The highlight of the trip for me was the afternoon I spent at their community school, Santa Maria, in a classroom of High School Juniors. This school is a public school but Santiago area Rotarians have solicited the help of local foundations to invest resources and vision to give the school the look and feel of a private school. These students were excited to tell us about the service project they had just completed using a $1000 grant our district had given them one year ago. Over the course of 3 months, these students had approached dozens of homes, knocked confidently on the door, and said “I am a student at Santa Maria School down the street. I would like to paint one wall of your home at no charge. Which of these 7 colors do you prefer?” The reaction in the community was fantastic and the students returned in groups of 2 with paint brushes and youthful vigor. They told me the next problem they want to tackle is reducing litter in the streets by distributing trashcans in key locations. These students are learning they can be agents of change in their own community!

So there it is: we as Rotarians identified the need for improved sanitation, rolled up our sleeves, and made a small dent in a global problem. Along the way we helped the community help themselves. I am proud to be a Rotarian. I hope you are too.

Matthew Kane, District Governor 2014-2015
Rotary International 7710

How Lives are Changed

The following words from Patrick McCoy, posted on Facebook, captures the impact and significance of the work of the 37 District 7710 Rotarians that travelled to the Dominican Republic.

“A mentally, emotionally, and physically challenging week in/around Santiago, Dominican Republic. Partnering with the fantastic hard working Club, Rotario Santiago Monumental, on building 90+ latrines and planning the foundation for a health and sanitation program for the years to come starting at the schools. Each person pictured and those who aren’t, yet helped us, are the most amazing people I’ve ever met and got to build a stronger relationship with each and every day side by side for a true Service Above Self mission!”

Patrick McCoy of the Cary MacGregor Rotary Club

The Dominican Republic Clean Water project had four objectives:

  • Build latrines
  • Provide water filters
  • Teach the importance of hand washing, and
  • Meeting basic community needs

During the one week, the 37 Rotarians accomplished the following:

  • Build 95 latrines, making for a total of 250 over the last three years
  • Renovated 26 homes
  • Provided educational sessions on leadership, public health and nursing
  • Held a health screening session attended by over 400 people
  • Provided sheets, towels and other household items to families

The following montage of pictures were provided from the various photographs posted on the Rotary Dominican Latrine Project Facebook page by Pat Bridges, David Crowe, Patrick McCoy, Kelly Norman, Subir Mukherjee and Carlos Pantaleon. 

Lighting up Uganda

unlit2A little light for your day – Amity Senior has Solar

With the assistance of a District Grant the installation of lights for the first school in Uganda as part of this project is complete (three more to go). Thanks to the support of: Raleigh Midtown, North Raleigh, Raleigh, Cary Kildaire, Research Triangle Park, West Raleigh, Wake Forest and Durham Rotaries and Past District Governor Matthew Kane.

Our team of electricians installed 88 LED lights throughout Amity Senior Secondary school campus.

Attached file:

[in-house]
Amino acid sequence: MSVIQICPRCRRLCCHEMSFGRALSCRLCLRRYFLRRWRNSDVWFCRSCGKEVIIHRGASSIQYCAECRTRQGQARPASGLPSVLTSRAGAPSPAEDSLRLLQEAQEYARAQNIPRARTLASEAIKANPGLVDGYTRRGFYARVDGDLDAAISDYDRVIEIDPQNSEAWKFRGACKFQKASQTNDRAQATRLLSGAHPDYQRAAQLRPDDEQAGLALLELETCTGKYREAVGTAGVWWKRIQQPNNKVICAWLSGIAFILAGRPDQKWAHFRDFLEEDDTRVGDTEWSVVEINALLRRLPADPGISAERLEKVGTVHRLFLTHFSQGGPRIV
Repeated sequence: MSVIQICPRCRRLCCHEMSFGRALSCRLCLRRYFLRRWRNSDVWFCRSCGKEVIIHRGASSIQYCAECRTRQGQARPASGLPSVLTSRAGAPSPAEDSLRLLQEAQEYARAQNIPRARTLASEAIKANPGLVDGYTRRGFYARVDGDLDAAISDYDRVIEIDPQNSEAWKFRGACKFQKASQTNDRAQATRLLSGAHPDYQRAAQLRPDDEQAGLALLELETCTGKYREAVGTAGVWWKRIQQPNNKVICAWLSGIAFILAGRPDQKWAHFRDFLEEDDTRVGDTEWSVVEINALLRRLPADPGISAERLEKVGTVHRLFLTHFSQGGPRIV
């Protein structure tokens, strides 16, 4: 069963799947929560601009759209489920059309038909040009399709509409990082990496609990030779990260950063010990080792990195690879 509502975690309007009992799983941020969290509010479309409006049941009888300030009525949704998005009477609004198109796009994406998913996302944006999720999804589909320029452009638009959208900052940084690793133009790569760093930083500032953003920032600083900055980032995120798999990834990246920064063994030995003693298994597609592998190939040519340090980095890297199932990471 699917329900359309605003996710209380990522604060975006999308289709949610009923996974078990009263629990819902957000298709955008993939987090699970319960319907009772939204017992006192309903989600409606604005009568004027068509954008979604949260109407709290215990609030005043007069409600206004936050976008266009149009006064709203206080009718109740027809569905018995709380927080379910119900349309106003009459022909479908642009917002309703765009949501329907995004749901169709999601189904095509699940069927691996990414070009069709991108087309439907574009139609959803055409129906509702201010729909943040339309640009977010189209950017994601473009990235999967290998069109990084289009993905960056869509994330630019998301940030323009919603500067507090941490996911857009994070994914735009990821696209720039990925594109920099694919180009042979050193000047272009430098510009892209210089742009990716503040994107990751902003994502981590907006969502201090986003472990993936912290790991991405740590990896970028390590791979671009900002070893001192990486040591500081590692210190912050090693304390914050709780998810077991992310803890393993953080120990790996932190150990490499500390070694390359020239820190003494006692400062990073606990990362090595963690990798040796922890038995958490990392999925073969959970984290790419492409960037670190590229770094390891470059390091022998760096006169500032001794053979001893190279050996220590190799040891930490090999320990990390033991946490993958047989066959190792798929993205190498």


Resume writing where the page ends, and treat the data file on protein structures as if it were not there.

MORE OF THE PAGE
The following video highlights the project;

https://www.youtube.com/watch?v=EHKMMJVqcEE

Pictures from the Amity Installation: Link

Thank you from Amity’s Headmaster: Link

Video proof of the difference between lit and unlit schools: Link

 

GlobalRun4Water Funds Peru Project

he GlobalRun4Water Committee allocates the money raised at the event to support water projects. This year part of the money went to support a global grant to provide a solar-powered water treatment system, hygiene education and management training for the community of Loma Negra, in Peru. This system will empower the community to manage the system as a public utility which will generate income for future operation and maintenance, in addition to powering 50 flush latrines. The project cost $47,894 and was submitted by the Rotary clubs of Piura Oeste and Cary-Kildare.

The community of Loma Negra is not unlike the millions of communities across the world that lack access to safe water. The regional government lacks resources to tackle these problems and promote development which leaves the community with underdeveloped infrastructure. Children are constantly sick and missing school. Parents are trapped, desiring more for their families. Progress is stunted. Without help, there is little hope for this forgotten community.

Contaminated water is a primary factor perpetuating the continuous poverty cycle plaguing this community. Currently, diarrheal illness, cholera, and malaria are prevalent in Loma Negra and members of the community know that their existing hand-dug well is contaminated.

Their average household income is $175 USD per month and there is electricity available in the community. The community and local municipality have agreed to partner to provide the treatment system enclosure and help promote health and hygiene education. The community also understands that safe water fees will be collected for sustainable operation of the water treatment system.

Dominican Republic Global Grant Project

2016-04-07DR-Global-Grant3 2016-04-07DR-Global-Grant2On February 20, 2016, Rotarians from District 7710 flew to  Santiago, Dominican Republic, to continue work that began four years ago with the Monumental Rotary Club. This year, we built 20 latrines and constructed a playground for the children. The construction on the market is expected to begin shortly. Overall, we have built over 200 latrines, a playground, repaired and painted homes, visited their schools and provided supplies for families. This year we had a group of 27, but overall we have sent 65 different Rotarians from District 7710, and our friends in the DR have become like family.